|Plan a March Break getaway with your kids' interests and your time in mine. (Shutterstock)
Kate Pocock has been globetrotting with her three kids and seven nieces and nephews for more than 20 years.
Memorable moments include bedding down in a knight's castle in Ireland, swimming with stingrays in the Caribbean Sea and riding horses in the foothills of the Canadian Rockies.
For 10 years, Pocock wrote her Family Fare column for the Toronto Sun. She's the author of Fodor's Around Toronto with Kids and wrote 14 chapters for National Geographic's Guide to Family Adventure Vacations.
Who better to share tips on planning a March Break getaway? With so many choices -- from cruising to an all-inclusive resort to a do-it-yourself package -- there's certainly plenty for families to think about, says Pocock (familytravelink.com).
When planning, consider the following:
1. The ages and interests of your children. "Tap into their interests and encourage them to help plan your trip," says Pocock. "A teenager probably won't want to get up early in the morning but would likely appreciate a place with teen clubs at night. Toddlers get up early so you consider a place where you can look for shells on the beach in the morning."
2. Travel time. Especially if travelling with young children, consider flight times and how long it will take to arrive at your final destination - including flight and travel to and from airports. "An extra couple of hours can be difficult with young children and can mean the difference between starting your vacation off on a good foot or not," says Pocock.
3. Snow much fun. "So many Canadians think about going south for March Break to escape the cold but some of my family's best vacations have been winter vacations," says the Toronto resident. Smugglers' Notch, Vermont, is among their all-time favourite destinations. In addition to skiing and snowboarding, your family can enjoy dog sledding, snowshoeing and tubing.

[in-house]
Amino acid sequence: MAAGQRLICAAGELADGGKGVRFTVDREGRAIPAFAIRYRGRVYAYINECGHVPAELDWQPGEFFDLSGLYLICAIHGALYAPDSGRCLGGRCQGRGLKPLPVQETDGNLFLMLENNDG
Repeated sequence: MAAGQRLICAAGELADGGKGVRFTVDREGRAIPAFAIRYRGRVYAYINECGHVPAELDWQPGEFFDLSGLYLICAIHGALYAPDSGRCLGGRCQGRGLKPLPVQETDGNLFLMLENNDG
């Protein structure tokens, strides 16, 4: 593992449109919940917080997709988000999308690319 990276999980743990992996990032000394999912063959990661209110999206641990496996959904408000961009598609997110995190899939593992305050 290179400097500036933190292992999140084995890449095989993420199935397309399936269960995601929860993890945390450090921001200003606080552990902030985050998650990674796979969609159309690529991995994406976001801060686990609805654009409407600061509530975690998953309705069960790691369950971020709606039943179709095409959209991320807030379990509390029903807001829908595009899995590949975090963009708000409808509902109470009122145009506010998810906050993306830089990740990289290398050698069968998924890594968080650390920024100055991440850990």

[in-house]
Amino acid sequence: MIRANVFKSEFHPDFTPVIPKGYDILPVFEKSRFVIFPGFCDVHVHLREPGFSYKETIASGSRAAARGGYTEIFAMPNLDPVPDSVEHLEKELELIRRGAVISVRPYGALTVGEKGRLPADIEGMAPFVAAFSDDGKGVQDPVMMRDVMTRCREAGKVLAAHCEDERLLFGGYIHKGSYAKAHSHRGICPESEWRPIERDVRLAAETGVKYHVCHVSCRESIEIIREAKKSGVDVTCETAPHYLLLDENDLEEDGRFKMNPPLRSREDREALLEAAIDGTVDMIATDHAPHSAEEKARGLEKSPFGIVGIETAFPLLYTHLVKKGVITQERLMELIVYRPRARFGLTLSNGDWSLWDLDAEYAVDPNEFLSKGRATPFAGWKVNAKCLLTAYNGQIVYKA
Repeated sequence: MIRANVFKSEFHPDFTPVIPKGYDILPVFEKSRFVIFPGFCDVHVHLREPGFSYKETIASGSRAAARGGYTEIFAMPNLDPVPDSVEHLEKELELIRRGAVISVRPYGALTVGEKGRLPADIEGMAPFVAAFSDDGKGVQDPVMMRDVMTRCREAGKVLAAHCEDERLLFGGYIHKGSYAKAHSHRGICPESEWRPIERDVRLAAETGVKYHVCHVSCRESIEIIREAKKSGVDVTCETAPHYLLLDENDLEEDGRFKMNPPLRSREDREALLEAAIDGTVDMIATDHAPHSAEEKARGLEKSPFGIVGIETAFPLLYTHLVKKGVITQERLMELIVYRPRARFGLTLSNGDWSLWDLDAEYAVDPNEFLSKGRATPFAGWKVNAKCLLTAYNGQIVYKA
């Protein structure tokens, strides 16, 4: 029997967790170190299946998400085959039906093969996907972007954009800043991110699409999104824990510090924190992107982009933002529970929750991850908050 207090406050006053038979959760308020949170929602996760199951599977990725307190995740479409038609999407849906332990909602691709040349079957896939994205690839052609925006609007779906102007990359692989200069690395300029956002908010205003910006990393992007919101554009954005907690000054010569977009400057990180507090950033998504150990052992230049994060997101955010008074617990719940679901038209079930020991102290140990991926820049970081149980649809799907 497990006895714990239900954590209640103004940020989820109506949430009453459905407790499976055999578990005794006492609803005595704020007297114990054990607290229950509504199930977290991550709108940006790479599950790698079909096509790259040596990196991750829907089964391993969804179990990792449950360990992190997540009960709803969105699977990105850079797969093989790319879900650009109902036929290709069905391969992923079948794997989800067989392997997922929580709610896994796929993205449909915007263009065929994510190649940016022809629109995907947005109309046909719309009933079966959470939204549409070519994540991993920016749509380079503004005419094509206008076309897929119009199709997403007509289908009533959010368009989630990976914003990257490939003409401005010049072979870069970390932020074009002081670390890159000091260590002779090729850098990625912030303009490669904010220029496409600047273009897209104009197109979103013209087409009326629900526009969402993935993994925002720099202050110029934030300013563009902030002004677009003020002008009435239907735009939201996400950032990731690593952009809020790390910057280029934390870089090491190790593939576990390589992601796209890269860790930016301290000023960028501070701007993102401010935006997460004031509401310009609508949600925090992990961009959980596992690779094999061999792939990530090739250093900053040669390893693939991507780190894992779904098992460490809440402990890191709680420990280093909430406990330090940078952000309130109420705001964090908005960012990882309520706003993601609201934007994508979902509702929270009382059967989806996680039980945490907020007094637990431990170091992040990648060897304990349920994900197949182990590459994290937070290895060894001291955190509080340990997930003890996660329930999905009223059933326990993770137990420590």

4. Biggest bang for your buck. Worried about the cost of getting away? Be creative in stretching your dollar, such as staying at a hostel instead of a hotel. "Hostels aren't just for young people and backpackers. Many also take families," Pocock says, pointing to the Ottawa Jail Hostel in our nation's capital as an example.
All-inclusive resorts can be a good value but make sure you understand what is -- and isn't -- included, such as all restaurants and drinks. "All-inclusives can save you money but you have to do your research," says Pocock. Many of us book online but working with a knowledgeable travel agent can be helpful and will also save you valuable time. Sometimes, it's cheaper to buy airfare, hotel and meals separately.
5. Is there something for everyone? "All ages will have a good time on a cruise," says Pocock. "If you're a parent with young children or babies, some ships have nurseries and activities so you can even have dinner as a couple."
If choosing an all-inclusive, become familiar with amenities. Some of the kids' clubs, for example, feature nothing more than a room with computer games.
If you haven't yet booked your March Break getaway in hopes of finding a last-minute deal, you may be disappointed. "There really aren't any deals per se," says Allison Wallace, media and communications manager with Flight Centre Canada.
"We've actually pulled most of our March Break advertising because the prices are so high "¦ If it's a question of getting people down to a sunny destination, there is limited space but it's not a deal," she says. "A limited number of the cheapest economy class seats are available on any flight and of course, these tend to sell out first leaving the higher priced options for (travellers) that wait until the last minute."
If you're flexible in your departure dates and destination, you may be one of the lucky ones to find a deal too good to pass up. If you do, be prepared to book it immediately.